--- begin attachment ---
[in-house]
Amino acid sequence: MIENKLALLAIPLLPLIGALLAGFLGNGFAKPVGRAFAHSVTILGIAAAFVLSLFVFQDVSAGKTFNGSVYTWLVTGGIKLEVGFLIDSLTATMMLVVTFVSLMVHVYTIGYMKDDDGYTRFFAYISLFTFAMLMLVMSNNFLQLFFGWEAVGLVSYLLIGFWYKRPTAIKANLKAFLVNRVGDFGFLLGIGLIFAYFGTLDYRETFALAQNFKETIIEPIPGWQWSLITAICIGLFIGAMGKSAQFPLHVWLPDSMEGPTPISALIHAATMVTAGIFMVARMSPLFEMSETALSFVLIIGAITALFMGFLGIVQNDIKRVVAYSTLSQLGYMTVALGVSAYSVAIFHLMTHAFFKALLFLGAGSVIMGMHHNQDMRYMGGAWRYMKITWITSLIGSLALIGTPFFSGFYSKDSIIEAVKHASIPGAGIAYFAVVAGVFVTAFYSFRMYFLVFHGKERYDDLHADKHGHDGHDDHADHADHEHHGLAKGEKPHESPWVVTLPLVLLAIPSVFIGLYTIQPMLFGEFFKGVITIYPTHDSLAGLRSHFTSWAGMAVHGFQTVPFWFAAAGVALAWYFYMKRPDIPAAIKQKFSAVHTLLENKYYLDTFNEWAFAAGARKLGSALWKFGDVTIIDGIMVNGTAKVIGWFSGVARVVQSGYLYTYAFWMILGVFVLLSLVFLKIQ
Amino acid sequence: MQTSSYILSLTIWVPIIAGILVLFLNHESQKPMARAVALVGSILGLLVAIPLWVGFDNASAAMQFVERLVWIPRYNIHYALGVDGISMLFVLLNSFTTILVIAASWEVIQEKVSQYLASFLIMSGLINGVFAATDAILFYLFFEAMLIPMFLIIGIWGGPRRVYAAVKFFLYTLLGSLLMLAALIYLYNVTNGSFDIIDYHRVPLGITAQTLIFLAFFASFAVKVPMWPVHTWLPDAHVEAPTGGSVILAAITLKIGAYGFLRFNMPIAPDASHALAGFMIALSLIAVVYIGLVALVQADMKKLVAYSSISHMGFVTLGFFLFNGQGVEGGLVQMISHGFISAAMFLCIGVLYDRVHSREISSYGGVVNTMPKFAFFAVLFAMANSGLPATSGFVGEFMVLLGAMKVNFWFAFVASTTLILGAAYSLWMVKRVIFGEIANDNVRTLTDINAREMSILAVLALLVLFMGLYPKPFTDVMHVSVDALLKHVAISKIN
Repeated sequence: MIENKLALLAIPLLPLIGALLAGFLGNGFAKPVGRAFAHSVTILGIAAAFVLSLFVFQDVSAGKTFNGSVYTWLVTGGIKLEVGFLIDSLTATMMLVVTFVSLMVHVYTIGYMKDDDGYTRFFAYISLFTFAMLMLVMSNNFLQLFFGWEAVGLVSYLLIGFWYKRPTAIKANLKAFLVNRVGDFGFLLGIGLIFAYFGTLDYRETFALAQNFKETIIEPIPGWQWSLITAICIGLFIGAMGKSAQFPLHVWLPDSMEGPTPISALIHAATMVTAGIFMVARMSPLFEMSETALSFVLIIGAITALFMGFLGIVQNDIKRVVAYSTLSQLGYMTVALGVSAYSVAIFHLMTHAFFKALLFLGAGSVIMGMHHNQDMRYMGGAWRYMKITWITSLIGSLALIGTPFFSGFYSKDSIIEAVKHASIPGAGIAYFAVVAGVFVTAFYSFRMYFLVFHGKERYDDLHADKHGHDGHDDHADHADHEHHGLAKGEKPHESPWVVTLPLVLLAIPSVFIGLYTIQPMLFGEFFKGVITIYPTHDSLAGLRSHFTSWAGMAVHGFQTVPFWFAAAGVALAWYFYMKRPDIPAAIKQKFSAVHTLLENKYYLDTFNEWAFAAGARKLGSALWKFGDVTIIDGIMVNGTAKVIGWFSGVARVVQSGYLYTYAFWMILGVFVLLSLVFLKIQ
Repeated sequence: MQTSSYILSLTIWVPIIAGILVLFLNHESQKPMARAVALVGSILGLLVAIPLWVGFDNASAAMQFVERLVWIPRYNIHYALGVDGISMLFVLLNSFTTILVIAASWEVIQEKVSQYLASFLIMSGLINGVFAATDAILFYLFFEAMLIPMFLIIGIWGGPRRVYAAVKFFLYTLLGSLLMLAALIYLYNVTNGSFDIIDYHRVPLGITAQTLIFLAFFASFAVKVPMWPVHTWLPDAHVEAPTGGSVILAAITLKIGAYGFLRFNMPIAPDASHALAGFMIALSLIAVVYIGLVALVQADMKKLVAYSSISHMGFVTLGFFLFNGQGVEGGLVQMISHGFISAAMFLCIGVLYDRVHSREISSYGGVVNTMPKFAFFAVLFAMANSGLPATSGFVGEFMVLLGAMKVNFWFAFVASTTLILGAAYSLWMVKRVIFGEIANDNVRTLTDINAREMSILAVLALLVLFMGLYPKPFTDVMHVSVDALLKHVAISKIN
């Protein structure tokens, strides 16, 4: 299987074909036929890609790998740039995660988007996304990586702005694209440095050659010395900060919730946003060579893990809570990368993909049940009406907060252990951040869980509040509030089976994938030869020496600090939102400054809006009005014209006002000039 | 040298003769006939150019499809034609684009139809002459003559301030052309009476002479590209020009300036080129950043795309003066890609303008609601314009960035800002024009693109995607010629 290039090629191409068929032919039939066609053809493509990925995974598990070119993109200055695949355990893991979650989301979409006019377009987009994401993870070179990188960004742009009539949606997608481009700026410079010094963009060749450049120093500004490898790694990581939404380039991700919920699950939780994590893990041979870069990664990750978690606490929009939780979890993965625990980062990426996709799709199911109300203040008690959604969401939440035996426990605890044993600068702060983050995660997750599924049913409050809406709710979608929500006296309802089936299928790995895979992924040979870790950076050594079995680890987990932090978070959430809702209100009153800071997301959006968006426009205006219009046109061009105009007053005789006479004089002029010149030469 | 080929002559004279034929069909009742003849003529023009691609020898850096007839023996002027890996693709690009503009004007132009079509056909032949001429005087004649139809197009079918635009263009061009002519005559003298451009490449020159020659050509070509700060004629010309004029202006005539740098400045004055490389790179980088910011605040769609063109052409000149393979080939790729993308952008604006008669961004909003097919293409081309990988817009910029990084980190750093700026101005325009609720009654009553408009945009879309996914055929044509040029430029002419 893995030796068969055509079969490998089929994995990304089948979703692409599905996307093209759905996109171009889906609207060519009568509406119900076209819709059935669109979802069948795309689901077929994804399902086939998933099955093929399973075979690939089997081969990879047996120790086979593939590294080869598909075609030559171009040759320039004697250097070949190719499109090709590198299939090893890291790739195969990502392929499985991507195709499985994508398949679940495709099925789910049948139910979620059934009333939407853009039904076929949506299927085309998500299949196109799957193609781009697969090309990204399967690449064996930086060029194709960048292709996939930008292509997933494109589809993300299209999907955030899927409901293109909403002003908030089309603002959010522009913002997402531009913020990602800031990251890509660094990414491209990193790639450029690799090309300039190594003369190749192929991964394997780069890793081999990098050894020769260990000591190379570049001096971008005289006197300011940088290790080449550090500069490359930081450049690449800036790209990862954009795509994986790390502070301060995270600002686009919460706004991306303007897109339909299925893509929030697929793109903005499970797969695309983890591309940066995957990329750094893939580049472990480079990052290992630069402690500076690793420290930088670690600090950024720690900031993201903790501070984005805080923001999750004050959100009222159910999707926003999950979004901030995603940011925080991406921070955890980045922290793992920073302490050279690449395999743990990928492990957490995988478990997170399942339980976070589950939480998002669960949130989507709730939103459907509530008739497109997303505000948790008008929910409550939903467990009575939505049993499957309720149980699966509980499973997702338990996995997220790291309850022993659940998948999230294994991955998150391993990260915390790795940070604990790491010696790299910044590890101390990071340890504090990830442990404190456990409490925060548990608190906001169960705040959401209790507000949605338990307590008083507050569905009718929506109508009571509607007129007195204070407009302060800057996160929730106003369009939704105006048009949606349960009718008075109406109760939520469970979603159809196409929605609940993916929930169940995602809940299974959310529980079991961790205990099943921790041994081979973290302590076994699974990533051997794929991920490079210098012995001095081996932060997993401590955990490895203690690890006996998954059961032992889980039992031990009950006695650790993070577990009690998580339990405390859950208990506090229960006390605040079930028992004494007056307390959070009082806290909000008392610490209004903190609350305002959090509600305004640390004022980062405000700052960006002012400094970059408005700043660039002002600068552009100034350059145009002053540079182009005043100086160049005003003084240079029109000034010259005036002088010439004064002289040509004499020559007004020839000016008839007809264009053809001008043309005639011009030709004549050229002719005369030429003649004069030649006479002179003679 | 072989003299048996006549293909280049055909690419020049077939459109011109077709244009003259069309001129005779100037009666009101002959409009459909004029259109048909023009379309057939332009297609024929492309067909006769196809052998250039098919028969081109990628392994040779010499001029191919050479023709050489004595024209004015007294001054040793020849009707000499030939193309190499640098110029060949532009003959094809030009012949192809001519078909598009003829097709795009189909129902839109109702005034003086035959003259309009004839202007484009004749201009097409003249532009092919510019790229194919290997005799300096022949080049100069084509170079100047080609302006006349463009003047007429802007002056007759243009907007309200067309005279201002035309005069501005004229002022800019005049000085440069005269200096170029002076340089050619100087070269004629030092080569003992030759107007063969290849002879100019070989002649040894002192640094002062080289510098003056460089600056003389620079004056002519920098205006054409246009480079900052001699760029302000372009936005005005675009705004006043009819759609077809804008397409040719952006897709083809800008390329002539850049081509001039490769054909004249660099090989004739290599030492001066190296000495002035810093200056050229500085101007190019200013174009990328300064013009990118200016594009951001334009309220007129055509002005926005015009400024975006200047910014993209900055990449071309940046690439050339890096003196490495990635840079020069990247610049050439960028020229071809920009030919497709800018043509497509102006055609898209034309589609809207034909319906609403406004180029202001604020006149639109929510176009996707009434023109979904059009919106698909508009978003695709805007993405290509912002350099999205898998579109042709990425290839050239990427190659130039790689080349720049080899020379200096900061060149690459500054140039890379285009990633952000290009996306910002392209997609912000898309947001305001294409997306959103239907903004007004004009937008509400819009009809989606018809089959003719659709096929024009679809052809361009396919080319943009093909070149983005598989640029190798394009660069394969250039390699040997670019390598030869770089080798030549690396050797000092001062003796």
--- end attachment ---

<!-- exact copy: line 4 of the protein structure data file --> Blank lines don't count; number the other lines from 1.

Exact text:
Repeated sequence: MIENKLALLAIPLLPLIGALLAGFLGNGFAKPVGRAFAHSVTILGIAAAFVLSLFVFQDVSAGKTFNGSVYTWLVTGGIKLEVGFLIDSLTATMMLVVTFVSLMVHVYTIGYMKDDDGYTRFFAYISLFTFAMLMLVMSNNFLQLFFGWEAVGLVSYLLIGFWYKRPTAIKANLKAFLVNRVGDFGFLLGIGLIFAYFGTLDYRETFALAQNFKETIIEPIPGWQWSLITAICIGLFIGAMGKSAQFPLHVWLPDSMEGPTPISALIHAATMVTAGIFMVARMSPLFEMSETALSFVLIIGAITALFMGFLGIVQNDIKRVVAYSTLSQLGYMTVALGVSAYSVAIFHLMTHAFFKALLFLGAGSVIMGMHHNQDMRYMGGAWRYMKITWITSLIGSLALIGTPFFSGFYSKDSIIEAVKHASIPGAGIAYFAVVAGVFVTAFYSFRMYFLVFHGKERYDDLHADKHGHDGHDDHADHADHEHHGLAKGEKPHESPWVVTLPLVLLAIPSVFIGLYTIQPMLFGEFFKGVITIYPTHDSLAGLRSHFTSWAGMAVHGFQTVPFWFAAAGVALAWYFYMKRPDIPAAIKQKFSAVHTLLENKYYLDTFNEWAFAAGARKLGSALWKFGDVTIIDGIMVNGTAKVIGWFSGVARVVQSGYLYTYAFWMILGVFVLLSLVFLKIQ